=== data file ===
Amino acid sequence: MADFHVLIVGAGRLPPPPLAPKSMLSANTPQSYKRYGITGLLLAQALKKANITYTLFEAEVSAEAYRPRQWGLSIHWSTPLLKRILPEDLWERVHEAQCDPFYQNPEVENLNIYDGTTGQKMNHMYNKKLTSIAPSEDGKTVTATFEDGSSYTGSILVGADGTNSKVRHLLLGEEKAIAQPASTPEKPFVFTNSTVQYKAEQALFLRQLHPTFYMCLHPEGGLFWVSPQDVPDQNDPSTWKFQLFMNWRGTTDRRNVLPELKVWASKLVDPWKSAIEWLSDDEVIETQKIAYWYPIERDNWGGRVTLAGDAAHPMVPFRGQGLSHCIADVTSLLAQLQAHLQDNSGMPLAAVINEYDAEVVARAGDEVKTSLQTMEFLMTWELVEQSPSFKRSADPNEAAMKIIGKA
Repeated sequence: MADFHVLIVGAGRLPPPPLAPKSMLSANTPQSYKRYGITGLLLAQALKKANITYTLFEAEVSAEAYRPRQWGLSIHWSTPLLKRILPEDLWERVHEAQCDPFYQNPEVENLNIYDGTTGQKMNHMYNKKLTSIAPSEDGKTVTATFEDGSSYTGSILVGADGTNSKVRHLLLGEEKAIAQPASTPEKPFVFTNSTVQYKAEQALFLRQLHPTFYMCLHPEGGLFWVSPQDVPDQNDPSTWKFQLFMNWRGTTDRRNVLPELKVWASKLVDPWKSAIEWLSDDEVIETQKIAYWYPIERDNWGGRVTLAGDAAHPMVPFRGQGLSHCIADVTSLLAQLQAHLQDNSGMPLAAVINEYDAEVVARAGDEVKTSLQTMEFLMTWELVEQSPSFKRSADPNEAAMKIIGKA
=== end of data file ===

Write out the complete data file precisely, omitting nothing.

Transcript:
Amino acid sequence: MADFHVLIVGAGRLPPPPLAPKSMLSANTPQSYKRYGITGLLLAQALKKANITYTLFEAEVSAEAYRPRQWGLSIHWSTPLLKRILPEDLWERVHEAQCDPFYQNPEVENLNIYDGTTGQKMNHMYNKKLTSIAPSEDGKTVTATFEDGSSYTGSILVGADGTNSKVRHLLLGEEKAIAQPASTPEKPFVFTNSTVQYKAEQALFLRQLHPTFYMCLHPEGGLFWVSPQDVPDQNDPSTWKFQLFMNWRGTTDRRNVLPELKVWASKLVDPWKSAIEWLSDDEVIETQKIAYWYPIERDNWGGRVTLAGDAAHPMVPFRGQGLSHCIADVTSLLAQLQAHLQDNSGMPLAAVINEYDAEVVARAGDEVKTSLQTMEFLMTWELVEQSPSFKRSADPNEAAMKIIGKA
Repeated sequence: MADFHVLIVGAGRLPPPPLAPKSMLSANTPQSYKRYGITGLLLAQALKKANITYTLFEAEVSAEAYRPRQWGLSIHWSTPLLKRILPEDLWERVHEAQCDPFYQNPEVENLNIYDGTTGQKMNHMYNKKLTSIAPSEDGKTVTATFEDGSSYTGSILVGADGTNSKVRHLLLGEEKAIAQPASTPEKPFVFTNSTVQYKAEQALFLRQLHPTFYMCLHPEGGLFWVSPQDVPDQNDPSTWKFQLFMNWRGTTDRRNVLPELKVWASKLVDPWKSAIEWLSDDEVIETQKIAYWYPIERDNWGGRVTLAGDAAHPMVPFRGQGLSHCIADVTSLLAQLQAHLQDNSGMPLAAVINEYDAEVVARAGDEVKTSLQTMEFLMTWELVEQSPSFKRSADPNEAAMKIIGKA